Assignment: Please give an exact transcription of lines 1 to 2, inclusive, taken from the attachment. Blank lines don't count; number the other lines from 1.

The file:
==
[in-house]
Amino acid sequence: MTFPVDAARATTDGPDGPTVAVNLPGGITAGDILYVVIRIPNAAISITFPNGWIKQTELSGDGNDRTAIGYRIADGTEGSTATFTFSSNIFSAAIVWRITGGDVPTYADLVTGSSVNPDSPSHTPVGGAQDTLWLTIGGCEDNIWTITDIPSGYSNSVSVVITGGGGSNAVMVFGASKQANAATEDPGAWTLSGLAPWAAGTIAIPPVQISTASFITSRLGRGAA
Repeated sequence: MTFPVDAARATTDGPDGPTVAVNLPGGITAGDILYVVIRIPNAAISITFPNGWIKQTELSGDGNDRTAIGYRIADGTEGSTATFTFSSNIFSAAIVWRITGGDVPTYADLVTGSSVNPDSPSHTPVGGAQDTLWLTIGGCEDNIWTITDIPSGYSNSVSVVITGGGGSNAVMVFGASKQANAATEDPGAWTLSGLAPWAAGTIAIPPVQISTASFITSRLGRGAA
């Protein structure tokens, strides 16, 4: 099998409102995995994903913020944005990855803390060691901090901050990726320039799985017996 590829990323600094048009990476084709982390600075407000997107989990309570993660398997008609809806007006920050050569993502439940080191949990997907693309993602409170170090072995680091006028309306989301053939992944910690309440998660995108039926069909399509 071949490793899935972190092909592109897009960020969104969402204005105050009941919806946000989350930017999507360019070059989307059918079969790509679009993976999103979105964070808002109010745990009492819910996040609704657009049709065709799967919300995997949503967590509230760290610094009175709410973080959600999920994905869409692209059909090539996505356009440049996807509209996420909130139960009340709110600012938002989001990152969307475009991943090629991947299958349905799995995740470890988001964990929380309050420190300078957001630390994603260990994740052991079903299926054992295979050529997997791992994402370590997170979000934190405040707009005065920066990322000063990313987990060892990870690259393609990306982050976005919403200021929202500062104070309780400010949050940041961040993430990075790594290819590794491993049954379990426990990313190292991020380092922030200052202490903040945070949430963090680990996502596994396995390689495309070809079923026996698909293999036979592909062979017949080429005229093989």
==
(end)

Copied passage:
[in-house]
Amino acid sequence: MTFPVDAARATTDGPDGPTVAVNLPGGITAGDILYVVIRIPNAAISITFPNGWIKQTELSGDGNDRTAIGYRIADGTEGSTATFTFSSNIFSAAIVWRITGGDVPTYADLVTGSSVNPDSPSHTPVGGAQDTLWLTIGGCEDNIWTITDIPSGYSNSVSVVITGGGGSNAVMVFGASKQANAATEDPGAWTLSGLAPWAAGTIAIPPVQISTASFITSRLGRGAA